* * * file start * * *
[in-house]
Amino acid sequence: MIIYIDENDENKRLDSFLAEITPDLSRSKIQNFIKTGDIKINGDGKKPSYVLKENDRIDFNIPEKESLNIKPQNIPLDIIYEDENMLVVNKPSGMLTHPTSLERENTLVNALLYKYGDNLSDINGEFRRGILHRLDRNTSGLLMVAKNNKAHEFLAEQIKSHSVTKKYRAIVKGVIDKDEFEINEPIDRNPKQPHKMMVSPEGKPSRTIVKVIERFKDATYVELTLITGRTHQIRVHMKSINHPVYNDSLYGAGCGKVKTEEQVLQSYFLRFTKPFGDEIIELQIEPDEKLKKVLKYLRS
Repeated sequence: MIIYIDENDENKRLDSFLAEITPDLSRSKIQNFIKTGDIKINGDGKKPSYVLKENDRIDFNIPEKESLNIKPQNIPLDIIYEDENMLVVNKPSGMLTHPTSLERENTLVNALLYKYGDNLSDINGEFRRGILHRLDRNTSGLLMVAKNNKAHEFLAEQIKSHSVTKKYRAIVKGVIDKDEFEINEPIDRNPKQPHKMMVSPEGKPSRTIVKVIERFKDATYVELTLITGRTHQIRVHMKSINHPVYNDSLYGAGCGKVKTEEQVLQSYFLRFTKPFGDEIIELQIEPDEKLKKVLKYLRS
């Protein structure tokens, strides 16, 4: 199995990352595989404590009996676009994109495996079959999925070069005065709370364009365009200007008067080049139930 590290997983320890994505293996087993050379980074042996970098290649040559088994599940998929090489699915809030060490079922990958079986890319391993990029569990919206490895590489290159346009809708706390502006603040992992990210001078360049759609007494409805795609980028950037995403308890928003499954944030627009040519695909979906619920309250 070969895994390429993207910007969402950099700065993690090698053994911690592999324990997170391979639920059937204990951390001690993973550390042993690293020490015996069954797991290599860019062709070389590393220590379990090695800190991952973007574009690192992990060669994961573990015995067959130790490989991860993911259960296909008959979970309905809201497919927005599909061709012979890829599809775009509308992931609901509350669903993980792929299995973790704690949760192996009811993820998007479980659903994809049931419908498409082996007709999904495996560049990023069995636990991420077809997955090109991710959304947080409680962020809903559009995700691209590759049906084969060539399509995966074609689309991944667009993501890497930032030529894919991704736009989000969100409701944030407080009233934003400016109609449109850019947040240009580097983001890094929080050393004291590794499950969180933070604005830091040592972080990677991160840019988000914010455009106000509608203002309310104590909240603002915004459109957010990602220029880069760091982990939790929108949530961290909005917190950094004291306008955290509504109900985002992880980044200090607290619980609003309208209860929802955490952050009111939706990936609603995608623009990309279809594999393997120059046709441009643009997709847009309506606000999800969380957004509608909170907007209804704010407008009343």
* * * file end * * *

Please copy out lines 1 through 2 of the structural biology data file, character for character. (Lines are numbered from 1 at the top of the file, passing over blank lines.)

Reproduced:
[in-house]
Amino acid sequence: MIIYIDENDENKRLDSFLAEITPDLSRSKIQNFIKTGDIKINGDGKKPSYVLKENDRIDFNIPEKESLNIKPQNIPLDIIYEDENMLVVNKPSGMLTHPTSLERENTLVNALLYKYGDNLSDINGEFRRGILHRLDRNTSGLLMVAKNNKAHEFLAEQIKSHSVTKKYRAIVKGVIDKDEFEINEPIDRNPKQPHKMMVSPEGKPSRTIVKVIERFKDATYVELTLITGRTHQIRVHMKSINHPVYNDSLYGAGCGKVKTEEQVLQSYFLRFTKPFGDEIIELQIEPDEKLKKVLKYLRS